The reaction by police and some sections of the media to two high-profile random stabbing murder cases of complete strangers in Australia last week suggests that this country’s major institutions continue to have much ground to make up when it comes to framing the danger of being a victim of a violent crime.
In the first case, we had the trial of 22-year-old junior chef, Daniel Jack Kelsall, who was found guilty last Wednesday of the 2013 murder of Sydney man Morgan Huxley. Huxley was drunk and by himself while on the short walk home from his local Neutral Bay pub in the dark, early hours of a weekend following a friend’s engagement party. Kelsall, who had been plagued by murderous thoughts about killing a “random” stranger for at least 18 months prior to the fatal stabbing, was found guilty within a few hours of jury deliberation. During the case, there was some discussion of Huxley’s sex life with a number of women and his attempts in his final hours to get together with an ex-girlfriend or two for a late-night visit.
The second case involved the manhunt and capture of the killer of 17-year -old Melbourne schoolgirl Masa Vukotic, who was stabbed on Tuesday while out near her home on her regular walk in the early evening while the sun was still out. Vukotic’s alleged killer — a 31-year-old by the name of Sean Price — turned himself into Victoria Police on Thursday afternoon soon after CCTV footage was released of the suspect wanted in the case. He only did so however after allegedly committing a rape and further violent offences upon women in the two days after Vukotic’s murder.
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Soon after Vukotic’s murder at her local park, homicide squad Detective Inspector Michael Hughes told ABC Radio National that while the attack was “chilling”, women needed to take precautions not to be randomly attacked, including never being in a public park by themselves.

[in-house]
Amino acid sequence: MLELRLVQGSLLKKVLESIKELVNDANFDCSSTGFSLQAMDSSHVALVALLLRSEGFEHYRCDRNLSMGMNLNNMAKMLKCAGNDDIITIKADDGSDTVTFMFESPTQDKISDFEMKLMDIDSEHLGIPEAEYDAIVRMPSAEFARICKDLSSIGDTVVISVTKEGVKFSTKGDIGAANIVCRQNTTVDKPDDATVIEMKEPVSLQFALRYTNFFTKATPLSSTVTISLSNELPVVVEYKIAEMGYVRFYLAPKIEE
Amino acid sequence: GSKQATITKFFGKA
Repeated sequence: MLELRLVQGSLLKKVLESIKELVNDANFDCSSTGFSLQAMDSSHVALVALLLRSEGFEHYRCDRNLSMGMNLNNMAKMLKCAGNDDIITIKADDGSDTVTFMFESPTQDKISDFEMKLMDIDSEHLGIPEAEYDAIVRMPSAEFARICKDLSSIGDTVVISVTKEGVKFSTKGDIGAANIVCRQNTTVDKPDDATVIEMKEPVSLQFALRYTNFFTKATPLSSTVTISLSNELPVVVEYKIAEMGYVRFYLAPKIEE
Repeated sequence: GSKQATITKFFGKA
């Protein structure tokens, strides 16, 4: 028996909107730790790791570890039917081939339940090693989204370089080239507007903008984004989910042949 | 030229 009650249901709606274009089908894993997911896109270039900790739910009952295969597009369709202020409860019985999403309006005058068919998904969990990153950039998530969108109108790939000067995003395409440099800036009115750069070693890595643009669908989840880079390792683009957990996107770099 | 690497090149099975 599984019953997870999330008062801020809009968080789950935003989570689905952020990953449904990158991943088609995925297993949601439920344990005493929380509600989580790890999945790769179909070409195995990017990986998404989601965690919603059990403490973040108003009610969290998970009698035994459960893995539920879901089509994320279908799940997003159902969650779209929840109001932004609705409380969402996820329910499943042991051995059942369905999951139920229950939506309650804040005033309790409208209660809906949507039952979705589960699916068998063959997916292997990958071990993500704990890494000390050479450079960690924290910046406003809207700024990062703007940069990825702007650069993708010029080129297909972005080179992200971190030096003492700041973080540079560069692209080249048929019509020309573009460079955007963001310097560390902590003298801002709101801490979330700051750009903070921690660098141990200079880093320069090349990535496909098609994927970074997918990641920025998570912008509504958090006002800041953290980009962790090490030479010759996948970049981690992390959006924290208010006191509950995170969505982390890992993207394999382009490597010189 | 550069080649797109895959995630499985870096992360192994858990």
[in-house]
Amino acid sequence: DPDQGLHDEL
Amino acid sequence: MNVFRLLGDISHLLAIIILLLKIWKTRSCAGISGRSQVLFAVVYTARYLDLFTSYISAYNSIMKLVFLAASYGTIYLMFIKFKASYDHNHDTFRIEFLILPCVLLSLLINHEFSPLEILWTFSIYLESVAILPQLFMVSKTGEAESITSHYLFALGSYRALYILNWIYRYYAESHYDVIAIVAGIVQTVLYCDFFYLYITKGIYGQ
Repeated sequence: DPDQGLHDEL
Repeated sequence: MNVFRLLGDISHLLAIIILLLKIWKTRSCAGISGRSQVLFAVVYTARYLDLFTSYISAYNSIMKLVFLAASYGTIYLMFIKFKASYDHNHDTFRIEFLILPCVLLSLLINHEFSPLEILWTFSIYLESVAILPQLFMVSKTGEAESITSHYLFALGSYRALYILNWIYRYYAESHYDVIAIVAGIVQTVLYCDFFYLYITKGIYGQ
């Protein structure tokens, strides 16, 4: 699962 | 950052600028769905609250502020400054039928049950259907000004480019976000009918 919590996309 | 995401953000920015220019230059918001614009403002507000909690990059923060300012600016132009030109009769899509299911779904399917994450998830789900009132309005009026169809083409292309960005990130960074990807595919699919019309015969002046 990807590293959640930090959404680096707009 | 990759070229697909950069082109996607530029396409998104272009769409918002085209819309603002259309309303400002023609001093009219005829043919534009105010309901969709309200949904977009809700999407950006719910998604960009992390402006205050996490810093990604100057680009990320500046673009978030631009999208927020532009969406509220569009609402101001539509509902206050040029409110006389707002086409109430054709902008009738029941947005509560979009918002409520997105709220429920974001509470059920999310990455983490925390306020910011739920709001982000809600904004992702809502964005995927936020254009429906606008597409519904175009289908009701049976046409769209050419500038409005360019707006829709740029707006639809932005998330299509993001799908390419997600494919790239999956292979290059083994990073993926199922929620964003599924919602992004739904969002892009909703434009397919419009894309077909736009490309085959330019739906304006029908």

“I suggest to people, particularly females, they shouldn’t be alone in parks — I’m sorry to say that, that is the case,” Hughes told the ABC. “We just need to be a little bit more careful, a little bit more security-conscious and we as a public need to look after each other. And I guess, just be a little bit discreet about where we are.”
While some community members, including Victorian Minister for Women Fiona Richardson were quick to criticise Hughes for victim-blaming, there were just as many, if not more who leapt to the embattled detective’s defence, including Victoria Police chief Steve Fontana.
“The only thing Mick feels he can do, apart from track down and charge offenders, is tell people how to be safe and alert,” Fontana said in a blog published on the Victoria Police website.
Let’s consider this advice for a moment in its context. Here was a young woman, taking a regular walk barely 500 metres from her family’s home at a time when there would have been people still arriving home from work and the last vestiges of daylight shining through the surrounding parkland. How many more precautions could she have realistically taken? If she hadn’t had her headphones on listening to the music, could she have overpowered a man? Tragically, Jill Meagher wasn’t wearing headphones, and she even had her phone out as extra protection when she was targeted by a male psychopath in a thrill killing in September 2012 in busy Brunswick.
And 31-year-old Morgan Huxley wasn’t wearing headphones either. And he wasn’t in a park. Yet, he too was stabbed to death by a complete stranger in a thrill killing. Huxley, according to court testimony, was also drunk. Yet not at any one point from the time of Huxley’s murder in September 2013 to the guilty finding of Kelsall this week has any member of the police force in NSW or the media suggested that young men shouldn’t walk the streets by themselves while drunk late at night.
According to figures from the Australian Institute of Criminology (AIC), men experience “a higher rate of assault victimisation compared with females”. Males were victimised at a rate of 837 per 100,000 compared with 675 per 100,000 for females, in figures compiled for a report published by the AIC in August 2012. The report also clearly showed that males are more likely to be assaulted by a peer or a stranger, while women are more likely to be victimised by a family member in a domestic violence situation.
From the statistics, the best advice that police, the media and others could be giving to the community would be for women to get away from the home and go to bars and parks as much as possible; while men should stay away from the streets, stop drinking alcohol, and return home from nightclubs while the night is still early.
If you don’t agree, the question needs to be asked: why do our institutions charged with the responsibility to protect and inform us think it is sensible that we tell women the same rubbish?